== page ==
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Safety in Design “The Mining Perspective”. Dr Jonathan Gilligan Deputy Director – Mine Development BHP Billiton Olympic Dam Expansion Project. DISCLAIMER. By reviewing/attending this presentation you agree to be bound by the following conditions.

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Safety in design the mining perspective l.jpg

Safety in Design “The Mining Perspective”

Dr Jonathan Gilligan

Deputy Director – Mine Development

BHP Billiton Olympic Dam Expansion Project


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DISCLAIMER

By reviewing/attending this presentation you agree to be bound by the following conditions.

Neither BHP Billiton nor any of its directors, officers, employees or advisers nor any other person makes any representation or warranty, express or implied, as to, and accordingly no reliance should be placed on, the fairness, accuracy or completeness of the information contained in the presentation or of the views given or implied. To the extent permitted by law, neither BHP Billiton nor any of its directors, officers, employees or advisers nor any other person shall have any liability whatsoever for any errors or omissions or any loss howsoever arising, directly or indirectly, from any use of this information or its contents or otherwise arising in connection therewith.

This presentation is for information purposes only and does not constitute or form part of any offer for sale of any securities or an offer or invitation to purchase any such securities

This presentation is directed only at persons who (i) are persons falling within Article 49(2)(a) to (d) (“high net worth companies, unincorporated associations etc.”) of the Financial Services and Markets Act 2000 (Financial Promotion) Order 2005 (as amended) (the “Order”) or (ii) have professional experience in matters relating to investments falling within Article 19(5) of the Order or (iii) are outside the United Kingdom (all such persons being referred to as “relevant persons”). This presentation must not be acted on or relied on by persons who are not relevant persons.

Certain statements in this presentation are forward-looking statements (including statements regarding contribution synergies, future cost savings, the cost and timing of development projects, future production volumes, increases in production and infrastructure capacity, the identification of additional mineral Reserves and Resources and project lives and, without limitation, other statements typically containing words such as “intends,” “expects,” “anticipates,” “targets,” plans,” “estimates” and words of similar import). These statements are based on current expectations and beliefs and numerous assumptions regarding BHP Billiton's present and future business strategies and the environments in which BHP Billiton will operate in the future and such assumptions, expectations and beliefs may or may not prove to be correct and by their nature, are subject to a number of known and unknown risks and uncertainties that could cause actual results, performance and achievements to differ materially.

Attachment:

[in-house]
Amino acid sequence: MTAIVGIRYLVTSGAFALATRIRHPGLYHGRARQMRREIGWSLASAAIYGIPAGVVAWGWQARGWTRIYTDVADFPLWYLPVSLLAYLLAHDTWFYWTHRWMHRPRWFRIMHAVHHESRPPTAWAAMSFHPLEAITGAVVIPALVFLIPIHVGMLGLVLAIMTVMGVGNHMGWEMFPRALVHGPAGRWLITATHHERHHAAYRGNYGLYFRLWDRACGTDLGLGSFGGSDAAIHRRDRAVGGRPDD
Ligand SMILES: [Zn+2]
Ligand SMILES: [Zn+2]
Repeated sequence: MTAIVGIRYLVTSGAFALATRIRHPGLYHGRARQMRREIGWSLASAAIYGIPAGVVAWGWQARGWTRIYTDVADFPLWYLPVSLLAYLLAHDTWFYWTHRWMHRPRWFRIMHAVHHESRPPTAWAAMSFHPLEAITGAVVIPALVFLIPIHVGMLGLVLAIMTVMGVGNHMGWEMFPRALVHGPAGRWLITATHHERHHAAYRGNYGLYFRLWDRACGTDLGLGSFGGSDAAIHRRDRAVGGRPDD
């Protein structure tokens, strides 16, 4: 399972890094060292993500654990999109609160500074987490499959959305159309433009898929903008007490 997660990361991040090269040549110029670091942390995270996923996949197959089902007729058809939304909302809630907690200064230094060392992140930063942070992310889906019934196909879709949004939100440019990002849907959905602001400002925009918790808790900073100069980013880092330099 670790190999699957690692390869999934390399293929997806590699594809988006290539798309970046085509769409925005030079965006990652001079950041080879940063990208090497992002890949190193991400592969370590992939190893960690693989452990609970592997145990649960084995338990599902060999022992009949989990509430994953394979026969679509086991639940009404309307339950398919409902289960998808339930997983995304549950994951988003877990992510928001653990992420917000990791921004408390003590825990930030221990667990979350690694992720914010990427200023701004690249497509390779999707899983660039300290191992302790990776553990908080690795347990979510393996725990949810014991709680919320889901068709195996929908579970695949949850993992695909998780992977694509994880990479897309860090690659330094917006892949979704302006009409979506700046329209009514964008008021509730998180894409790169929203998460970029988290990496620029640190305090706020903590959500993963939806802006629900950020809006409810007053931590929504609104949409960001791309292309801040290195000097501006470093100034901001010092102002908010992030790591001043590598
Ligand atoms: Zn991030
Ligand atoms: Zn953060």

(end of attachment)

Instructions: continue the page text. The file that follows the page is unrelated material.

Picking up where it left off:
Factors that could cause actual results or performance to differ materially from those expressed or implied in the forward-looking statements include, but are not limited to, the risk factors discussed in BHP Billiton's filings with the U.S. Securities and Exchange Commission (“SEC”) (including in Annual Reports on Form 20-F) which are available at the SEC's website (http://www.sec.gov). Save as required by law or the rules of the UK Listing Authority and the London Stock Exchange, the UK Takeover Panel, or the listing rules of ASX Limited, BHP Billiton undertakes no duty to update any forward-looking statements in this presentation.


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DISCLAIMER (Cont)

Cautionary Note to US Investors – The SEC generally permits mining companies in their filings with the SEC to disclose only those mineral deposits that the company can economically and legally extract. Certain terms in this presentation, including “resource”, “measured resource”, “indicated resource”, “inferred resource” and “deposit”, would not generally be permitted in an SEC filing. The material denoted by such terms is not proven or probable Reserves as such terms are used in the SEC's Industry Guide 7, and there can be no assurance that BHP Billiton will be able to convert such material to proven or probable Reserves or extract such material economically. BHP Billiton urges investors to refer to its Annual Report on Form 20-F for the fiscal year ended June 30, 2007, for its most recent statement of mineral Reserves calculated in accordance with Industry Guide 7.